Huge congratulations on winning your Chill Award! You must be so happy your work has been recognised in this way.
Now, before we carry on, would you please introduce yourself to my readers, just in case they don’t know you already …
Hullo. I’m a retired teacher who started his first novel at age sixty-seven and am working on my third as I type this.
So, your book has been awarded with a Chill with a Book Readers’ Award, what inspired you to write this story?
My first novel centred on an English ealdorman who wound up siding with the Vikings, and the focus of this second novel is a secondary character in the first—who I thought deserved his own stage.
What does the award mean to you?
I’m grateful for any suggestion that what I’ve written is worth reading, and I’m pleased that Chill has been willing to endorse both of my finished stories.
What other titles have you published? Tell us a little about them …
I’ve already alluded to my Eadric and the Wolves, which is a revisionist look at a real historical English figure who has been condemned by historians, and I suspect unfairly.
Are you working on a new book? Tell me about that …
The working title is The Viking Woman of Birka, which is a serious attempt to reconstruct the life of the Norse warrior whose remains were recently confirmed to be those of a Viking WOMAN.
When not writing, what can you be found doing?
I continue to give presentations about the Vikings and the Norse culture to Scandinavian-American groups and at Viking festivals. I also volunteer at a local homeless shelter.
Which three authors have most influenced your journey to becoming an author?
Bernard Cornwell, Robert Low, and James L. Nelson. However, I’ve loved the story-telling of many of the greats: Faulkner, Dostoevsky, Kafka, Chaucer, etc.
Why did you choose the genre you write in?
I’m probably not disciplined enough to write a tight short story, and my poetry didn’t find an audience many years ago.
Which genre would you choose if you had to change?
Please don’t make me change!
If you could have created any fictional character, who would it be and why?
I’m happy with what I’ve created thus far—but I’m eager to see if I can be successful creating a woman. The challenges are obvious.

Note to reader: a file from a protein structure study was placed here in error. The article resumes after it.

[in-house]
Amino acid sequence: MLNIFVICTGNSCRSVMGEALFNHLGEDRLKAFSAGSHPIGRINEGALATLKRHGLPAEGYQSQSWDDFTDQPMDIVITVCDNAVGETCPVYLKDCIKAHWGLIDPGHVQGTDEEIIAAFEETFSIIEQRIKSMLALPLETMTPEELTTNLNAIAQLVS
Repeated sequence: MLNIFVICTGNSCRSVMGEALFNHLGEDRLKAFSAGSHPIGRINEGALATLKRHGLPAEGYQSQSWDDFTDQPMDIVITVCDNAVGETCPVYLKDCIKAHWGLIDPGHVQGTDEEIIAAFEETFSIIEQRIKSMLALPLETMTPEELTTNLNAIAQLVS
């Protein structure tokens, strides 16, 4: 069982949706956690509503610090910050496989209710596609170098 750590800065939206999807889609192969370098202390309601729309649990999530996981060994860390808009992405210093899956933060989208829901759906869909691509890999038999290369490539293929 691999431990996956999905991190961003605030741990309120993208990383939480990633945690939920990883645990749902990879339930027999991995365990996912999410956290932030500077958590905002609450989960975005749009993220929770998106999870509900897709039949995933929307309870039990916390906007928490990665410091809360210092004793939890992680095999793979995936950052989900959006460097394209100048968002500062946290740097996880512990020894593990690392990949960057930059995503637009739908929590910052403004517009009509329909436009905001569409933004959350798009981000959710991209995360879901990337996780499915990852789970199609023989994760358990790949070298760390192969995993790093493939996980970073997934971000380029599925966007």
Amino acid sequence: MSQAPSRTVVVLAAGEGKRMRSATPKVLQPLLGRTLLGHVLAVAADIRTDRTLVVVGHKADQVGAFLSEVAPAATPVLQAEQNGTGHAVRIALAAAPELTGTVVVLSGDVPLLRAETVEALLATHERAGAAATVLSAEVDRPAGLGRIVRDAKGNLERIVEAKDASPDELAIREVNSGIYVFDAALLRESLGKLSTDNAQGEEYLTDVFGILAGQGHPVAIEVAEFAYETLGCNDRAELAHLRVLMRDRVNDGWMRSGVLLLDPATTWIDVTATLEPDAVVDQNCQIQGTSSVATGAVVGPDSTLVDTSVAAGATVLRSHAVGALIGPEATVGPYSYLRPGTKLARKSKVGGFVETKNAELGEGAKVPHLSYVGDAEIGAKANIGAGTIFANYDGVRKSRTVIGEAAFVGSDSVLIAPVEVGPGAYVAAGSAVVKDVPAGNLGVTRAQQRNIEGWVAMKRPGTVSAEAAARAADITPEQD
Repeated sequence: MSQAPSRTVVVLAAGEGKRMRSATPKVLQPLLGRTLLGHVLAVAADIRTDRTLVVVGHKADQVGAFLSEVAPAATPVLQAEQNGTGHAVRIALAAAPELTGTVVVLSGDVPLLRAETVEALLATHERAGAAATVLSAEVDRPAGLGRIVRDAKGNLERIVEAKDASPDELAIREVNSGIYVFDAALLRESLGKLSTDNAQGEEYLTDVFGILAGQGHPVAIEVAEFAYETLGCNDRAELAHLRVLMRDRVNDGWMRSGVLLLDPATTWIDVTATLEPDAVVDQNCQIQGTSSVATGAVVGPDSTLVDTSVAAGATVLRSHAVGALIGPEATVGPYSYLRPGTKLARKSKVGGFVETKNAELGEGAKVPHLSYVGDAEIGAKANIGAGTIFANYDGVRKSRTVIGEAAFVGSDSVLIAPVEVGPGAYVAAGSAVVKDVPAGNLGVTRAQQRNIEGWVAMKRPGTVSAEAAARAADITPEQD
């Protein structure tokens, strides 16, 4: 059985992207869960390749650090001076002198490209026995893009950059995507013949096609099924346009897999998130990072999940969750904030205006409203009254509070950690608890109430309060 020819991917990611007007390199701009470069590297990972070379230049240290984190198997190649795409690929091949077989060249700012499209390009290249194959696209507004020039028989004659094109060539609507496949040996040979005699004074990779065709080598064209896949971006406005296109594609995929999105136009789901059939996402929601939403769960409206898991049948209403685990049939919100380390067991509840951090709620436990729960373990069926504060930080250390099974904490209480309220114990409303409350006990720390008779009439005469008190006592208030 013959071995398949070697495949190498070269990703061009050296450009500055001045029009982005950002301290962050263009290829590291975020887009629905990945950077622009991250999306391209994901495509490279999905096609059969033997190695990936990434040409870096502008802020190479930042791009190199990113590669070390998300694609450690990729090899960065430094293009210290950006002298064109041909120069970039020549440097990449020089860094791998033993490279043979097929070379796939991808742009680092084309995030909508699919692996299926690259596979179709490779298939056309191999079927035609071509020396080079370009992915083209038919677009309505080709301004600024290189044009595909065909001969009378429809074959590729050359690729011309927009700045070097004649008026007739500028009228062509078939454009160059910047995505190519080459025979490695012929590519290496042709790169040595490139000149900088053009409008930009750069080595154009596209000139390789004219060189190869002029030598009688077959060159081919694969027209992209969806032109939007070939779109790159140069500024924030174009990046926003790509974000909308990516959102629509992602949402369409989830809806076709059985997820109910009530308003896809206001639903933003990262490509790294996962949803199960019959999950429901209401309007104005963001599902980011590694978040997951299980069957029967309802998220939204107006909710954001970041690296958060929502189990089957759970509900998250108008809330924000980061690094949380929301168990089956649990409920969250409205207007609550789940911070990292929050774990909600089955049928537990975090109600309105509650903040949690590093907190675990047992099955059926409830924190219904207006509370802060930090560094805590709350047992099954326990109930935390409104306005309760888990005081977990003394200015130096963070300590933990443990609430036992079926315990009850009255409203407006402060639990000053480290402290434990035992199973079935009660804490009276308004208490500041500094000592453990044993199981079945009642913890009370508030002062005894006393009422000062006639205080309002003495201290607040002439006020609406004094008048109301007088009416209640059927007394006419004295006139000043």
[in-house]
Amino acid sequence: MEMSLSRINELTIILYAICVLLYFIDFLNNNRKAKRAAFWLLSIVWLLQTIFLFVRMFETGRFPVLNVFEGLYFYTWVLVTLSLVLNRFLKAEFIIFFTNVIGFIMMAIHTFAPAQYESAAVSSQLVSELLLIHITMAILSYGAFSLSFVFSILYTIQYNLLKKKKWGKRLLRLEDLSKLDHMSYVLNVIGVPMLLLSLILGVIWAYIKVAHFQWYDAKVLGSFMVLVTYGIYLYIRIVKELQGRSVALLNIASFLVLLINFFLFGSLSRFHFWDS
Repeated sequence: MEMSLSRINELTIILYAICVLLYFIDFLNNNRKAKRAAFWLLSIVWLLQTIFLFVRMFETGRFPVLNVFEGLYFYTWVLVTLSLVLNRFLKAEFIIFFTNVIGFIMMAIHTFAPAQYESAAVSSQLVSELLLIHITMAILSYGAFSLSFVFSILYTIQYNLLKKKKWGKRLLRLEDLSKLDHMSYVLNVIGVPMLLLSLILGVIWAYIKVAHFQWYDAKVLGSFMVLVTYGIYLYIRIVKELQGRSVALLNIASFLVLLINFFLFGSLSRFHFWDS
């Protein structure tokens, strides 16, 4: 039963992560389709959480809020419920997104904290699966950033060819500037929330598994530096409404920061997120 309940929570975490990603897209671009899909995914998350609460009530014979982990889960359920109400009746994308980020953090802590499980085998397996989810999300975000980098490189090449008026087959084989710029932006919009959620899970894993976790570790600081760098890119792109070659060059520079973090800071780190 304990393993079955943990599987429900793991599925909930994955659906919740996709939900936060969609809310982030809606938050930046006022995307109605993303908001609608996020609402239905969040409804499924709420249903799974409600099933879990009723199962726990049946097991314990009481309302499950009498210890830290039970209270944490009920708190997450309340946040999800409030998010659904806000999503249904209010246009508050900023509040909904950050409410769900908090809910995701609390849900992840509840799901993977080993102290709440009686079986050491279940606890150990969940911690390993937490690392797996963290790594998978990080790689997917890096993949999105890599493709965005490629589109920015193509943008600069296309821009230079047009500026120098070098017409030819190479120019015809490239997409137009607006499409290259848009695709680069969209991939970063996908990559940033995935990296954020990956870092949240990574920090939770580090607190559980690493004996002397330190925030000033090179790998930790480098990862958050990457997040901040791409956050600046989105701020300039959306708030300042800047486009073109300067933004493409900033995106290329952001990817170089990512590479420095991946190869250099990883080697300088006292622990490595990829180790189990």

Quick fire questions …
Twitter or Facebook? Facebook.
Tea or coffee? Tea—green.
Marmite – yes or no? No, but I like marmots.
Early riser or sleep in? Pretty danged early.
PJs or ‘normal’ clothes when writing? All.
Planner or pantster? Planner.
Book or kindle? I prefer reading books, but kindle seems to sell better.
Pineapple on pizza – yes or no? In a parallel universe, maybe—not in this one.
And finally … What’s your favourite book of all time? I have no idea—too many to choose from.
Thank you for joining me today and many congratulations again on your Chill with A Book Award!
Bookworms, you can keep up with all David’s news by following his Facebook page:
Want to know more about the book? Here’s the blurb …
A Danish warlord long past his fighting days decides that he wants to share his life story with his family and an experienced story teller, hoping that his reputation will live on after his death. The realities of his old age and his vivid memories of his violent past provide the reader with a portrait of an unexpectedly complicated man. He doesn’t match the popular image of the brutal Viking warrior.
The historical Viking generally known as Thorkell the Tall was one of the most important figures involved in Viking raids and invasions of England during the period 990-1016 A.D. David Mullaly provides a narrative that offers a plausible story of Thorkell’s growth from the son of a murdered jarl in the Danish holding of Skane into a brilliant leader of warriors who defies a king, and then becomes a king-maker. Blood feuds were a familiar thing for the Vikings, and Thorkell’s desire for vengeance is almost as strong as his love of personal honor. Although this novel is based on the historical record, like the popular musical Hamilton, it is a unique blend of history and imagination.
The Vikings defined themselves by their actions, and then by how they hoped to be remembered. Thorkell’s life ended a thousand years ago, but this novel provides a memorable experience for both the knowledgeable Viking fan and the general reader. Thorkell would be pleased.
Fans of the fiction of Bernard Cornwell, Robert Low, and James L. Nelson will appreciate this historical novel. Mullaly’s first novel, Eadric and the Wolves, deals with the same period from an English perspective.